How Mathieu Flamini and Asamoah Gyan are making money away from the football pitch

The Arsenal footballer Mathieu Flamini’s surprising sideline, as the founder of a biochemicals company, highlights a distinct change in the way sportsmen and women now prepare for their longer-term futures.

In less monied times, especially in football, even the top players reaching the end of their careers would see their choices as straightforward.

Some would try to remain in the game, for example as managers or scouts. Others became publicans or returned to businesses or trades in which they had worked before turning professional.

There were opportunities as media pundits but not to anything like the extent seen now. Few had been made wealthy by sport.

In contrast, today’s stars are practically high-earning SMEs long before they stop playing.

The Ghanaian striker Asamoah Gyan made no secret of his financial motives for moving from the English Premier League to play for Al Ain five years ago and then, last year, from the UAE to China, in each case improving hugely on already substantial wages. Terms of the deal to move to Shanghai SIPG were not disclosed but local media reported at the time he would be earning in excess of the US$250,000 per week he was receiving at the UAE champions Al Ain

But Gyan has also been investing heavily. By 2012, when still only 26, he was reported to have ploughed some of his earnings into road transport.

His company operates more than 20 coaches on the Accra-Kumasi highway in his native country.

Gyan also has a boxing promotion firm, acts as a brand advocate for Unibank Ghana and has dabbled with success in pop music.

Earlier generations of footballers, while comfortably off by the standards of the people they grew up with, earned too little to fund major sorties into commercial life. Until 1961, English players’ wages were capped at £20 (Dh104) a week, and less in the closed season. That equates to little more than £400 a week at today’s values, a negligible sum when compared with the riches paid to footballers currently playing in the world’s leading leagues.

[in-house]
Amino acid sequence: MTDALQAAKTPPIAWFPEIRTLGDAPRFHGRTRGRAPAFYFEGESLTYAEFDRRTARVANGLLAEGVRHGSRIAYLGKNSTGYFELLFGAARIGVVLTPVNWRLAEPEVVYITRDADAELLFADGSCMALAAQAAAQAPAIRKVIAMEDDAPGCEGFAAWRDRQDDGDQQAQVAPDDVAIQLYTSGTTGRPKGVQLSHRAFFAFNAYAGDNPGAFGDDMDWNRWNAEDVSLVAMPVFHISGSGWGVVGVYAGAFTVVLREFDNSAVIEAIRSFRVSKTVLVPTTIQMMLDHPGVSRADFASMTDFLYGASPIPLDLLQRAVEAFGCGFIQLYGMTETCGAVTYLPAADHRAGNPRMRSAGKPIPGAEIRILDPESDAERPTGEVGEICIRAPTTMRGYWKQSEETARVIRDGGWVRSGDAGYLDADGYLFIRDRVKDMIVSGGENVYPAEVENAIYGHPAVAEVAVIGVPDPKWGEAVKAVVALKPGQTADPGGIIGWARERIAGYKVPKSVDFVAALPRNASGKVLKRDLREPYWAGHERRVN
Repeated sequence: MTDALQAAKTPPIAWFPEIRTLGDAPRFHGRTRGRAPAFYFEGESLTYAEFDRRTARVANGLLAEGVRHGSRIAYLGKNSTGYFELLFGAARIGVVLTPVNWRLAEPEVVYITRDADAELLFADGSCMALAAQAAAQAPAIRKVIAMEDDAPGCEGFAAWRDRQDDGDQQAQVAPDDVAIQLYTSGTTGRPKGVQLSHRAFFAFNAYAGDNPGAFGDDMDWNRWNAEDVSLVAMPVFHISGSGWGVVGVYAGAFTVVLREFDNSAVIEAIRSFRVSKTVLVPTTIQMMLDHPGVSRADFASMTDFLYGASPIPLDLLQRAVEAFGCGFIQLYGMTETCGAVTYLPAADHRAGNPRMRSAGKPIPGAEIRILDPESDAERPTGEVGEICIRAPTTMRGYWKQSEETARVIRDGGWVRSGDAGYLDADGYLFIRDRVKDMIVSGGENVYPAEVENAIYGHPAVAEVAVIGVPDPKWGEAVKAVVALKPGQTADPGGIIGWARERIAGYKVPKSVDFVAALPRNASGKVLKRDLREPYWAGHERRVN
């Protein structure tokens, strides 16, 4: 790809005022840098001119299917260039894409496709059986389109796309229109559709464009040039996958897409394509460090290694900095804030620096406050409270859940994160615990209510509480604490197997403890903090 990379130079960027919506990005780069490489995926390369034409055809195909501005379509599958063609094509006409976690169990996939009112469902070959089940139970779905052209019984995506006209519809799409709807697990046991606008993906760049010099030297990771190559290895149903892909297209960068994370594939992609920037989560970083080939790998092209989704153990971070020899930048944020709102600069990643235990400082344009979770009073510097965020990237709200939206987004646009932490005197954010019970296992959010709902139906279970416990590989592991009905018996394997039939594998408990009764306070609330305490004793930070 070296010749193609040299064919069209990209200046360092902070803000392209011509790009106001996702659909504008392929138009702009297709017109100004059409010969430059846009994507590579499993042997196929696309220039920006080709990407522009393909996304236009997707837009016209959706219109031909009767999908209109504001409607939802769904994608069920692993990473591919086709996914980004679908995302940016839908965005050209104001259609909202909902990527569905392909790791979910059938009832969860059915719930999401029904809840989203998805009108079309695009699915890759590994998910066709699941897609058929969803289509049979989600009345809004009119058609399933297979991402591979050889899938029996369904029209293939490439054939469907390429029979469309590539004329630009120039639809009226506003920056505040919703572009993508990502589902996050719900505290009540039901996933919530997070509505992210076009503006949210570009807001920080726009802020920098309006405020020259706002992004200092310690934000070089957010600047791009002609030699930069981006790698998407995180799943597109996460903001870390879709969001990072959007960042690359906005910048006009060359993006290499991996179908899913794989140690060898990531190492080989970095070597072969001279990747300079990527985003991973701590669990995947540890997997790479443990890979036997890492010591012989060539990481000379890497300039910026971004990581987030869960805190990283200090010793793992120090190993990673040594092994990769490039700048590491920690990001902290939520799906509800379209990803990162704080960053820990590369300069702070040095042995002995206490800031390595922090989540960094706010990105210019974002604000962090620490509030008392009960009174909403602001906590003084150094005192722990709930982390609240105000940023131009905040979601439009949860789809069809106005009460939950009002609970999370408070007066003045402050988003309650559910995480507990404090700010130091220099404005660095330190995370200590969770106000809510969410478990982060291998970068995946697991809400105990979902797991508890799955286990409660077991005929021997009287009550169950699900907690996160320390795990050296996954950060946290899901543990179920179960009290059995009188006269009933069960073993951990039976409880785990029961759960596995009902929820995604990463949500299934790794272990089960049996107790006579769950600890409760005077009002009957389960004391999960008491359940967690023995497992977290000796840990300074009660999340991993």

Last year, the business magazine Forbes listed the top three earners in football as Real Madrid’s Christiano Ronaldo ($79.6 million in the previous 12 months), Barcelona’s Lionel Messi ($73.8.m) and Paris Saint-Germain’s Zlatan Ibrahimovic ($39.1m), their colossal income coming from endorsement and sponsorship deals as well as wages and bonuses.

Yet they were behind other sportsmen, the leading two places in the Forbes list taken by boxers, the now retired US fighter Floyd Mayweather ($300m) and the Filipino Manny Pacquiao ($160m), who added to his fortune with this month’s win over the American Tim Bradley in what he says was his last fight.

In football, as in other mass-interest sports, the injection of huge resources from television contracts means that even average players measure their wages in tens of thousands of dollars, pounds or euros a week if competing at the higher levels.

The most extraordinary aspect of Mathieu Flamini’s emergence as a businessman is the specialised nature of his growing company, GFBiochemicals. The production of sustainable levulinic acid and bioplastics seems far removed from the business activities sportsmen more commonly pursue.

Last month, on his Instagram account, he announced that GF (standing for Granata-Flamini) had obtained technology-enabled green chemistry company, Segetis.

In November, Flamini announced that GF had become the first company on the planet to mass produce Levulinic Acid (LA), which is said to be able to replace oil in all its forms.

“We are pioneers. We are opening a new market and it’s a market potentially worth £20 billion,” Flamini said.

How times have changed. In his autobiography, the late English football star of the post-Second World War period Len Shackleton, who repeatedly clashed with authority with a rebellious attitude that helped to limit his international career, famously devoted a blank page to a chapter entitled What the Average Director Knows About Football.

The average director could have retorted that footballers knew as little about business.

But the examples of Gyan and Flamini among others suggest that the more prudent of today’s handsomely rewarded stars are in a different league.


Colin Randall

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